So we can see that the main activities at Society meetings were debate, declamations or speeches, reading of essays, and musical numbers. Other less prominent activities included reviews of books and plays, holiday parties, and occasionally dances. Of all these activities, debate was the most popular and was generally the centerpiece of the meetings. For these debates very specific rules were created on the length of presentations, and on how they would be judged and evaluated. The most dramatic and lively debates were those between students from different literary societies.
Why were literary societies so popular? Most scholars would agree they were popular because they filled a social and an intellectual void in the lives of the students. They filled a social need in the sense that the societies provided a place somewhat beyond the long arm of the University Administration, where students within certain bounds could cast off the parental controls of the faculty and feel free to express themselves. The societies filled an intellectual void by providing a forum for students to hone their speaking and writing skills and to test those skills against other students. Since public speaking skills were so important in the 19th century, these societies prepared students for becoming successful professionals.
When and why did the Literary Societies decline and disapper? Literary societies began to gradually disappear in the last three decades of the 19th century. By 1887 the Athenian Socity had dwindled down to 15 members and the Philomathean Society to 20. The Bloomington Telephone reported on 25 November 1892 that "on account of lack of interest the Philomathean Society has died a natural death." The Philomathean Society was listed in the IU Catalog for the last time in 1893. Scholars have suggested that this trend resulted largely from the decline of the classical curriculum (upon which the literary society activities were built), and the rise of competing activities such as athletics and the emergence of fraternities and sororities. An article in the 1894 Arbutus, IU’s Yearbook, chronicled the disappearance of the literary societies. Here is what the reporter had to say: "By the last decade of the 19th century, the IU literary societies had literally outlived their usefulness. As one writer stated: 'they no longer serve a purpose, no longer supply a demand; the sympathy of the age is not with them and they are giving place to instruction more in harmony with the spirit of the times.' " So at the turn of the century it was good-bye to literary societies and hello to fraternities and sororities. For more information on IU literary societies, please consult the finding aids to the records of serveral of these societies:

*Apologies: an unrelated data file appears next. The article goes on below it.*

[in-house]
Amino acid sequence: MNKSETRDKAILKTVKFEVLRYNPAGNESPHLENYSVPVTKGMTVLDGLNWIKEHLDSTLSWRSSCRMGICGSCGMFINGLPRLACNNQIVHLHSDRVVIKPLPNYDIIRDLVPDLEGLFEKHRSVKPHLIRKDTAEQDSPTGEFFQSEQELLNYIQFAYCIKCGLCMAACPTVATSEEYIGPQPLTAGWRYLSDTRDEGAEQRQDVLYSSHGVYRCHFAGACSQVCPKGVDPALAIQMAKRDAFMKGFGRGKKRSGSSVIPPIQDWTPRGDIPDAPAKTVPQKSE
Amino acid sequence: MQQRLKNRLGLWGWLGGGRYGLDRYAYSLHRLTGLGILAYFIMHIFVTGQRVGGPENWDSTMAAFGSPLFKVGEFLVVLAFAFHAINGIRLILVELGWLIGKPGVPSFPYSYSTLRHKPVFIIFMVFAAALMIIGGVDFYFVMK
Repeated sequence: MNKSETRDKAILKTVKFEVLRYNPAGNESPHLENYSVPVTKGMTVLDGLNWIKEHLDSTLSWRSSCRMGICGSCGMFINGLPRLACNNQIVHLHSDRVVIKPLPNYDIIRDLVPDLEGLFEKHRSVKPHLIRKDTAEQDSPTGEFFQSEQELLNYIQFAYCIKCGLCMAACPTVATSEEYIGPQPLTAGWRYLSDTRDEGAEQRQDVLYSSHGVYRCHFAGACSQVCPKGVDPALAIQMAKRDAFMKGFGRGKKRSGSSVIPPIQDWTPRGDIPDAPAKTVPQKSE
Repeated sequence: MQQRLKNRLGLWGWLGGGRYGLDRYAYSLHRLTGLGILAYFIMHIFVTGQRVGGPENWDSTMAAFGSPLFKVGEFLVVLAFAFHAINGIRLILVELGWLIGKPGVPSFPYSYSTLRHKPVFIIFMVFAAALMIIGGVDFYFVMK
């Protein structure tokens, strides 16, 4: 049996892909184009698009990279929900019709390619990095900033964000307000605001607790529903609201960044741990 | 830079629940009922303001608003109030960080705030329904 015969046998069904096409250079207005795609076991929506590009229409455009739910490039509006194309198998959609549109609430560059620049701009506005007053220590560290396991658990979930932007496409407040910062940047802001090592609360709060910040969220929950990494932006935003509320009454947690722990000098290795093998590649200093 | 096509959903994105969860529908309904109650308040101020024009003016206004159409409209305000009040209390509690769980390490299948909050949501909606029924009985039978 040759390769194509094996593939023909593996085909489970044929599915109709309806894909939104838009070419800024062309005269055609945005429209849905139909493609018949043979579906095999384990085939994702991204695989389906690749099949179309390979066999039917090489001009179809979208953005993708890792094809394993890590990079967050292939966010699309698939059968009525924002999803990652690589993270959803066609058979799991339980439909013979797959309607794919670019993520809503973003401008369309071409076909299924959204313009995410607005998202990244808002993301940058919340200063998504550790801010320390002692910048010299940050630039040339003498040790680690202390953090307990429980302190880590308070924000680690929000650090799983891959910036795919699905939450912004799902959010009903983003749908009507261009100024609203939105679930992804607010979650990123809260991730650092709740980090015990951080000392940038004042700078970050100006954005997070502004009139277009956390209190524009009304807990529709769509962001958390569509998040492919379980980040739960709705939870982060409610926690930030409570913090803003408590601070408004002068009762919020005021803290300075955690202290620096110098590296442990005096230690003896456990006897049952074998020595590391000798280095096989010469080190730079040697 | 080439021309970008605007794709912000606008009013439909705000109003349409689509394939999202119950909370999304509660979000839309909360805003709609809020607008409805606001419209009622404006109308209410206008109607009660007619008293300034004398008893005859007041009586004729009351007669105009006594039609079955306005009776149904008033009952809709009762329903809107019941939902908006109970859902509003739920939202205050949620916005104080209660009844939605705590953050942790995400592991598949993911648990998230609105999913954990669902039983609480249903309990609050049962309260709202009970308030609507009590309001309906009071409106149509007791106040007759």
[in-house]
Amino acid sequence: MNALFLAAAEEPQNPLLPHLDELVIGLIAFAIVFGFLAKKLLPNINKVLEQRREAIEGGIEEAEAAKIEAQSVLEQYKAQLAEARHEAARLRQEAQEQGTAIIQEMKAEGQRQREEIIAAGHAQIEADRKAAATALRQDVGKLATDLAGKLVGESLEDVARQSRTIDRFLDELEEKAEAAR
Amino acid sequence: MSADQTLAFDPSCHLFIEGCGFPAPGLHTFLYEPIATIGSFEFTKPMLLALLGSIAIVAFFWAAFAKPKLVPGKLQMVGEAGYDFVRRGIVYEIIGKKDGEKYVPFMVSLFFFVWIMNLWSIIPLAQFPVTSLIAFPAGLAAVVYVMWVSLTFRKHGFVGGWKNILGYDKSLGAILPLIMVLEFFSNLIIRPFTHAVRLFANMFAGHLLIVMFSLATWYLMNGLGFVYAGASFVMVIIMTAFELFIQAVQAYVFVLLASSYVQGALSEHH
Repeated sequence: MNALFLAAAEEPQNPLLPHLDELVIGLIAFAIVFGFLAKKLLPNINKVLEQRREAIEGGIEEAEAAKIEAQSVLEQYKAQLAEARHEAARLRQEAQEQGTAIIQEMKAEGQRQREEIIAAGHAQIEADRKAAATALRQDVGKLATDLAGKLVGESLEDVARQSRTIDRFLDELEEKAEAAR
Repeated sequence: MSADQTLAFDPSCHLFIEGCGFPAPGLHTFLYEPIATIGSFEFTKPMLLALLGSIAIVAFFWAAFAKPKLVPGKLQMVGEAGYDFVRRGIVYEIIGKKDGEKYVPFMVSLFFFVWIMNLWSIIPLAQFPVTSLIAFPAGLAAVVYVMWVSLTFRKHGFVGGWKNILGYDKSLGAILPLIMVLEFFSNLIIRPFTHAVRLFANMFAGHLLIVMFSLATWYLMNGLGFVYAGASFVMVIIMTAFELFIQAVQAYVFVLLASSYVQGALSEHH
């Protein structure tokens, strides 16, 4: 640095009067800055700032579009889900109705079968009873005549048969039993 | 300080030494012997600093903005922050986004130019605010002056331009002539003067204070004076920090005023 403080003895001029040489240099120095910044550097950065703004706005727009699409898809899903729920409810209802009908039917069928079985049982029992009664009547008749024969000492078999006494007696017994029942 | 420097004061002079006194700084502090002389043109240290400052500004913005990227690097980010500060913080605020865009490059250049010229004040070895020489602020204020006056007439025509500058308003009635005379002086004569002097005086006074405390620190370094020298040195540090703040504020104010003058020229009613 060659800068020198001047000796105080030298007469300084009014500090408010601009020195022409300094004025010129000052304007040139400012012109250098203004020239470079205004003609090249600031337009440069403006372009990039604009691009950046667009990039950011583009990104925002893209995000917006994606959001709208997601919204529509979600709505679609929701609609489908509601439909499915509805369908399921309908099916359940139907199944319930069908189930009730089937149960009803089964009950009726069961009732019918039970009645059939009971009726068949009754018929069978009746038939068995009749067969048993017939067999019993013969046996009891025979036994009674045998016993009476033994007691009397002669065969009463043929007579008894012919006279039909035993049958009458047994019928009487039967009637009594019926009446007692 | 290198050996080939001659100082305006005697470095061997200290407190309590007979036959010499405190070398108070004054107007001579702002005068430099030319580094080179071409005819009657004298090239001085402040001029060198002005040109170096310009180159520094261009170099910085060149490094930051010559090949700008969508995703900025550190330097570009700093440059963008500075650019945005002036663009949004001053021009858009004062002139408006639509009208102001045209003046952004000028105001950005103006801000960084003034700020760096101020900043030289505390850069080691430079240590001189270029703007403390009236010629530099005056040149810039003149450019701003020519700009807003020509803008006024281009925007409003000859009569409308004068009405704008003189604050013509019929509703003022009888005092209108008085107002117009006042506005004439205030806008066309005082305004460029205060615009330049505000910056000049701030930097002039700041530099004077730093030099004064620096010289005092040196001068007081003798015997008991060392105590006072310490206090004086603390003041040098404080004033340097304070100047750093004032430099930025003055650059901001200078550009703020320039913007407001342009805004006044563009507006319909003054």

Fraternities and Sororities
The second half of the 19th century witnessed the birth of fraternities and sororities on the IU campus. The first fraternity to be established at IU was Beta Theta Phi in 1845. In 1849 Phi Delta Theta was created, followed by Sigma Chi in 1858. For women, Kappa Alpha Theta was the first sorority organized at IU in 1870; the second was Kappa Kappa Gamma in 1872. By the end of the 19th century, there were ten fraternities and four sororities at IU. The first houses of IU's Greek-letter organizations were converted family residences located on the periphery of the campus. Gradually, sororities and fraternities were able to finance the purchase of buildings planned as chapter houses along 3rd, Jordan, 10th, 7th, Woodlawn and other streets.